Just because a system has an XML interface does not mean you can use it. There are some very important questions you must ask in evaluating the usefulness of an XML interface.
XML provides a syntax and structure but imposes no obligation on how it must be used.
Consider the example of spoken language. English imposes rules on syntax and structure but does not oblige you to say anything useful or comprehensible to other people.
|Data Transfer using English
Your assistant is likely to respond well to the 2nd instruction and not know how to respond to the first.
The same considerations apply to XML. Now consider an XML example:
|Data Transfer using XMLFormat example 1
< Data Xfer > < Send data now ! > < /Data Xfer >
Format example 2
< poll > < source > < nodeId > 22 < /nodeId > < dest > < nodeId > 11 < /nodeId > < nodeName > node_A < /nodeName > < /dest > < responseRequirement > dataOnly < /responseRequirement > < query > < action > read < /action > < tableName > Setpoints < /tableName > < address > 10 < /address > < length > 3 < /length > < /query > < /poll >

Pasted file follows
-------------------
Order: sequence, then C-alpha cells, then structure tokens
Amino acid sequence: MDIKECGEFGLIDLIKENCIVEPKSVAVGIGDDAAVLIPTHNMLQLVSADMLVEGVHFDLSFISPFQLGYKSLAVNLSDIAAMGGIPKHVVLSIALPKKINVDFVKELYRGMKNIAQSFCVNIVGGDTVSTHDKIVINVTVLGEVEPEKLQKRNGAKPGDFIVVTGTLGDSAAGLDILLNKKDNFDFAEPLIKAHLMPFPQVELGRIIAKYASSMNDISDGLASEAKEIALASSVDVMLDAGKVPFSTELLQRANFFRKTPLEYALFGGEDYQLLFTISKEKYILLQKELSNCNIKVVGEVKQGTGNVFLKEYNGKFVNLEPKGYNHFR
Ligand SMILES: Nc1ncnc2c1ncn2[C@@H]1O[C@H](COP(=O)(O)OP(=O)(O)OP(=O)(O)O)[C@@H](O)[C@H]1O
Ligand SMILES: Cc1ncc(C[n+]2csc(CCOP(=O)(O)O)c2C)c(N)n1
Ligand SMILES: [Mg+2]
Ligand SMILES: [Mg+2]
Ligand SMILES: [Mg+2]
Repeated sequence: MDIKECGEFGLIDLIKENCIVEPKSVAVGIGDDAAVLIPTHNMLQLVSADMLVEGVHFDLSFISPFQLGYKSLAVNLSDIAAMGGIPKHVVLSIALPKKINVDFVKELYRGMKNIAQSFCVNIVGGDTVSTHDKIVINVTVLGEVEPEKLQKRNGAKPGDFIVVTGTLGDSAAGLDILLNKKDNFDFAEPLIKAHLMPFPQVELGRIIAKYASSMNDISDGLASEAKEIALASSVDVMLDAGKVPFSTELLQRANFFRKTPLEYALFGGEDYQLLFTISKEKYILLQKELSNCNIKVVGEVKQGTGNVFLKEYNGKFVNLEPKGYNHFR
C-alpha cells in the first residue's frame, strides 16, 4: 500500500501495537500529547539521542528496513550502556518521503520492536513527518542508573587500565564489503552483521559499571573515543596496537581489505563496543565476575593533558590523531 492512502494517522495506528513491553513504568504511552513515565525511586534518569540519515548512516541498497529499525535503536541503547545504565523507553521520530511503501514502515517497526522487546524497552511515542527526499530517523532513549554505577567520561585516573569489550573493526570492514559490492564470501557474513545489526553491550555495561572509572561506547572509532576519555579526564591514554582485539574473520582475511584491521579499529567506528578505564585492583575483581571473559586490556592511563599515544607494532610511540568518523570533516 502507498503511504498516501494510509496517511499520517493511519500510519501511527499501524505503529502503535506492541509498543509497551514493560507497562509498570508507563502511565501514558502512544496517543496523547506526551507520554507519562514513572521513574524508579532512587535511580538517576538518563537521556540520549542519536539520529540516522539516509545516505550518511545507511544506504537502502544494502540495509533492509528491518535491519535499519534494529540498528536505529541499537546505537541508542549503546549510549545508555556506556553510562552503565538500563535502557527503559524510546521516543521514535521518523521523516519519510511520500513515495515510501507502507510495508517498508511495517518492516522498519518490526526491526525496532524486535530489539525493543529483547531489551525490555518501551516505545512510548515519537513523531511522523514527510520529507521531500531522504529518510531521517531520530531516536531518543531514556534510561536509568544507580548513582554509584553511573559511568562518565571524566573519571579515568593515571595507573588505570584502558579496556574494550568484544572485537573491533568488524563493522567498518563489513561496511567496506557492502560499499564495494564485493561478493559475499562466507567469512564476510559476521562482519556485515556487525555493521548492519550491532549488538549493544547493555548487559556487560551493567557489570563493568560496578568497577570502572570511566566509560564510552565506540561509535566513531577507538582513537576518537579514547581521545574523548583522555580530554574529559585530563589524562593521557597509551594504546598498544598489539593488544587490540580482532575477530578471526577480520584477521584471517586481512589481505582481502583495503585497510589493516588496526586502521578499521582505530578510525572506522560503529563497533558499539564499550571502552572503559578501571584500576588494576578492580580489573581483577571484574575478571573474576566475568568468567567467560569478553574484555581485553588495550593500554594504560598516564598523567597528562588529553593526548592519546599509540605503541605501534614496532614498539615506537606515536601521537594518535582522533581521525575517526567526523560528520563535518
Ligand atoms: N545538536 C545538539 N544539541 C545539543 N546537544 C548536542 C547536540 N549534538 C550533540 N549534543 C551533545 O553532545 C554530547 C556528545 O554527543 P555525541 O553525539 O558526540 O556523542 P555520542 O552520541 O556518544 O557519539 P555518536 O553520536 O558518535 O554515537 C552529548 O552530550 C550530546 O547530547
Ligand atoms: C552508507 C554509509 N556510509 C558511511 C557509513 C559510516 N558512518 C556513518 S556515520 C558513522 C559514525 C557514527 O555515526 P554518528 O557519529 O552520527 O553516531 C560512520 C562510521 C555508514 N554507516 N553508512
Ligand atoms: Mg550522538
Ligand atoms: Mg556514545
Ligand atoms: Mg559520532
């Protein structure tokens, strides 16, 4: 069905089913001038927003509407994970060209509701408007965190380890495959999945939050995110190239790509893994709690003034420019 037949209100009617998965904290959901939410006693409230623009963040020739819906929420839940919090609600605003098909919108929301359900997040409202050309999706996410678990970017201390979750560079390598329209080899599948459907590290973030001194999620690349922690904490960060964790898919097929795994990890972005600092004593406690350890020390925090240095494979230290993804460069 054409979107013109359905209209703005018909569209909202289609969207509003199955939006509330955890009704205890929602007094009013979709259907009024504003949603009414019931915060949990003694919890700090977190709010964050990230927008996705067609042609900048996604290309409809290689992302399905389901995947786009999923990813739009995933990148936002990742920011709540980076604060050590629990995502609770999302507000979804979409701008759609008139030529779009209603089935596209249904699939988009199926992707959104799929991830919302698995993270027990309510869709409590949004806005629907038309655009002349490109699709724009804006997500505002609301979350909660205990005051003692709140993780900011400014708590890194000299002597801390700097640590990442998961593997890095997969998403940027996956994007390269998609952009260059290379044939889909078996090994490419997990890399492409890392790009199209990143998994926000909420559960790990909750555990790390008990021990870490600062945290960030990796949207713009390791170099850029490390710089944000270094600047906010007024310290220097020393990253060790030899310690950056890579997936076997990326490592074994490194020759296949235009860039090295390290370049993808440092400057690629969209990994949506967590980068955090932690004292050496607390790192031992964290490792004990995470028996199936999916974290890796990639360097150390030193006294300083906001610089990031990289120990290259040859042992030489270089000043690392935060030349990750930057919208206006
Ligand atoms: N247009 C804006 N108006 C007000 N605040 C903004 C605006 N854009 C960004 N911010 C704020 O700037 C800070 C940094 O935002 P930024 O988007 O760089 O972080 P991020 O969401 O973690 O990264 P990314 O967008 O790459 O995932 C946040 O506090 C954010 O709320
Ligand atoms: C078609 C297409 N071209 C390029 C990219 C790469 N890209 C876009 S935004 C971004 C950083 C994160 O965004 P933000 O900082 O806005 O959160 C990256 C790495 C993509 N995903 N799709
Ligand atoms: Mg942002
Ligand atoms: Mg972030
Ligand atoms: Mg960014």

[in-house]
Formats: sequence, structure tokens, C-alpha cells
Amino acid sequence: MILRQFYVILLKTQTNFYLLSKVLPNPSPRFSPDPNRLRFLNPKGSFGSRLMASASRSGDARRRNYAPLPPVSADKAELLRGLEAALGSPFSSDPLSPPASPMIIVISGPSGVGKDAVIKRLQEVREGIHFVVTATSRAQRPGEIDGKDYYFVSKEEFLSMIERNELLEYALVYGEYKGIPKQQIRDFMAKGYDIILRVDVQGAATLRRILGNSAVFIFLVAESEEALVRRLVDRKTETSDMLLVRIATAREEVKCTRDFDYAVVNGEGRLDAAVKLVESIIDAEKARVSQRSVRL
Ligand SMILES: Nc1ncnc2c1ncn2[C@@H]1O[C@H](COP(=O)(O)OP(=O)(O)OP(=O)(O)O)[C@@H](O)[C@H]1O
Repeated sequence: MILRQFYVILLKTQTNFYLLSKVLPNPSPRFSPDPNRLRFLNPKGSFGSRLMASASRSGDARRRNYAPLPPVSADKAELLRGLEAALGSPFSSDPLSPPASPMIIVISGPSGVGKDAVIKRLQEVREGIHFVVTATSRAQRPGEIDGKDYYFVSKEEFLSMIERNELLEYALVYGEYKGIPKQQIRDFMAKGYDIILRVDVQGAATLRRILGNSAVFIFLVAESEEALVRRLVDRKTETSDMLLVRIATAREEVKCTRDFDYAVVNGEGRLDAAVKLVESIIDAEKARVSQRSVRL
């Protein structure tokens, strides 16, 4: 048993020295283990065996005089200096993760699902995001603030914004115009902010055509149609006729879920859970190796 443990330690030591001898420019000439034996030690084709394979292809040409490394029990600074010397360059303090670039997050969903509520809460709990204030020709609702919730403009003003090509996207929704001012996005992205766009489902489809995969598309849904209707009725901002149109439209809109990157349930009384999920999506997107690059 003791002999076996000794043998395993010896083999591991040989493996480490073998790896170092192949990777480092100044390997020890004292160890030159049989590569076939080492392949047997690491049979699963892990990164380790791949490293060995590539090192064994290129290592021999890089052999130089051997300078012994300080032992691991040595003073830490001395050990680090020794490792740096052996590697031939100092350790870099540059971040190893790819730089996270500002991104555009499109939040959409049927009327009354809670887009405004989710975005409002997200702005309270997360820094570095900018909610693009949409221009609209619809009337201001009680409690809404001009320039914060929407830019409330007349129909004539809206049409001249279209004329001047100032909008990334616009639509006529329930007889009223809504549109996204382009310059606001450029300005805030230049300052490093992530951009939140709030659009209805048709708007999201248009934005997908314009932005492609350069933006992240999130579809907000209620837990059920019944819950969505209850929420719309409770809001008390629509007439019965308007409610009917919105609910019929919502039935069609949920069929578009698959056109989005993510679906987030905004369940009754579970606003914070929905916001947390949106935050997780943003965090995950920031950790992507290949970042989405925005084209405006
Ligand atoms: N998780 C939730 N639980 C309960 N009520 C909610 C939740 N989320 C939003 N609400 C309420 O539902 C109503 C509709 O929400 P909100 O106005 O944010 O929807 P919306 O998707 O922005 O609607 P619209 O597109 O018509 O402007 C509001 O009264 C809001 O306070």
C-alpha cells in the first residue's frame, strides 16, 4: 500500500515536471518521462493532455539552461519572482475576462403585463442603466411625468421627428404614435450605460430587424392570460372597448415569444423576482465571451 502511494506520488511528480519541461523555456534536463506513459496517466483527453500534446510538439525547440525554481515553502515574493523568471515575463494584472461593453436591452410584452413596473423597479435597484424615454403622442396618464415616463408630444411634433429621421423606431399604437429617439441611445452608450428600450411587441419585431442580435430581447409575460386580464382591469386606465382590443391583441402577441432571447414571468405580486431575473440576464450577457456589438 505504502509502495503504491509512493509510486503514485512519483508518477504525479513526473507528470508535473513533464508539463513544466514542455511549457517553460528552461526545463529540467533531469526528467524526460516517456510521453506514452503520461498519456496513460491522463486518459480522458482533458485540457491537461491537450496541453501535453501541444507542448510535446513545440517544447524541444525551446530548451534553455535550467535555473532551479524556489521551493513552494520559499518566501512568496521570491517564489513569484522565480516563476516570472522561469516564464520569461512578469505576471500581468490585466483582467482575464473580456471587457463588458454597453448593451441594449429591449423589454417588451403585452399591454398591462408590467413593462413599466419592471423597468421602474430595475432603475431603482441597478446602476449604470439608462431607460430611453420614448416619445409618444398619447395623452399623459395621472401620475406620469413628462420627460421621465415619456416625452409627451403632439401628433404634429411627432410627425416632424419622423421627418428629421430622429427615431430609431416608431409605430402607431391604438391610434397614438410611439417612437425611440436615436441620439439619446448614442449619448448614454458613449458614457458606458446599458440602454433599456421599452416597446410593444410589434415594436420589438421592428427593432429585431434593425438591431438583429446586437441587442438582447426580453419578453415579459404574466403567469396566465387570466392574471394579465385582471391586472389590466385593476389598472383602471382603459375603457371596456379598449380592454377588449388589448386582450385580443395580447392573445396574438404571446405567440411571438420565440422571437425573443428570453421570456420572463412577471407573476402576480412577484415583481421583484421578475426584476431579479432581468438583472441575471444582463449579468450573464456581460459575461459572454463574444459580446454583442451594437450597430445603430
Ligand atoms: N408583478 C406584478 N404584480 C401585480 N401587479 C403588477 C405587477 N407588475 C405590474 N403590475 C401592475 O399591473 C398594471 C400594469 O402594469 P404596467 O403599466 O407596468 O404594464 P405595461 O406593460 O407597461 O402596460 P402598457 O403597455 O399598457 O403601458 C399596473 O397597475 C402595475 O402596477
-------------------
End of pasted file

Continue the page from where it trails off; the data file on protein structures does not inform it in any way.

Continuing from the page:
Its not hard to see that the success of the query is dependent on the ability of the system to understand the query. Just because it complies with the rules of the XML syntax does not mean the interface will understand it.
Here are some key questions to ask:
1. Is the XML interface implemented using TCP/IP or UDP?
2. What is the XML Schema? The schema provides the structure of the XML packets used to query and respond with system data. It shows how the messages must be formatted and defines the data types of the various message fields (in the world or protocols the schema is equivalent to the protocol specification).
3. All the other normal questions you would ask of an interface – What data is available? How much can be transferred at once? What is the scaling? How are data objects addressed? etc…